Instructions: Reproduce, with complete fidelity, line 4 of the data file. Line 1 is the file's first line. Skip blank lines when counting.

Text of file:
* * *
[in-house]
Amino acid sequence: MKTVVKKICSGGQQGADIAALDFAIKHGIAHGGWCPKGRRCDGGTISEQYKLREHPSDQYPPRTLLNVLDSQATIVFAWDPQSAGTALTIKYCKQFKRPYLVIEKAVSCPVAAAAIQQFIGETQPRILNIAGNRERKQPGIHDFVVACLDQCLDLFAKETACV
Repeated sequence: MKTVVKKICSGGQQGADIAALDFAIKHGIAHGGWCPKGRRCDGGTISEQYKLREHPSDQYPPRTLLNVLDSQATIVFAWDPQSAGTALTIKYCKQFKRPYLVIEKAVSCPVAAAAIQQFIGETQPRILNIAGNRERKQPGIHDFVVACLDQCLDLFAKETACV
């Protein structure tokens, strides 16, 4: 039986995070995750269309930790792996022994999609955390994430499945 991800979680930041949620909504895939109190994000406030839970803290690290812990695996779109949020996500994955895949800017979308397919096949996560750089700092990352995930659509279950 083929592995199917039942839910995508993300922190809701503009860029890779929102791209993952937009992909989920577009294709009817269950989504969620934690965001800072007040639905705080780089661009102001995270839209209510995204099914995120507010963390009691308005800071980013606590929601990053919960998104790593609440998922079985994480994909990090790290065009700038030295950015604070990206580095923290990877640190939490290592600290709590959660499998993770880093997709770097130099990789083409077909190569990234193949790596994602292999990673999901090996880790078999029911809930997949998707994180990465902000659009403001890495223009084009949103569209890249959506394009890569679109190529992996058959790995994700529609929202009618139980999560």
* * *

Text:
């Protein structure tokens, strides 16, 4: 039986995070995750269309930790792996022994999609955390994430499945 991800979680930041949620909504895939109190994000406030839970803290690290812990695996779109949020996500994955895949800017979308397919096949996560750089700092990352995930659509279950 083929592995199917039942839910995508993300922190809701503009860029890779929102791209993952937009992909989920577009294709009817269950989504969620934690965001800072007040639905705080780089661009102001995270839209209510995204099914995120507010963390009691308005800071980013606590929601990053919960998104790593609440998922079985994480994909990090790290065009700038030295950015604070990206580095923290990877640190939490290592600290709590959660499998993770880093997709770097130099990789083409077909190569990234193949790596994602292999990673999901090996880790078999029911809930997949998707994180990465902000659009403001890495223009084009949103569209890249959506394009890569679109190529992996058959790995994700529609929202009618139980999560």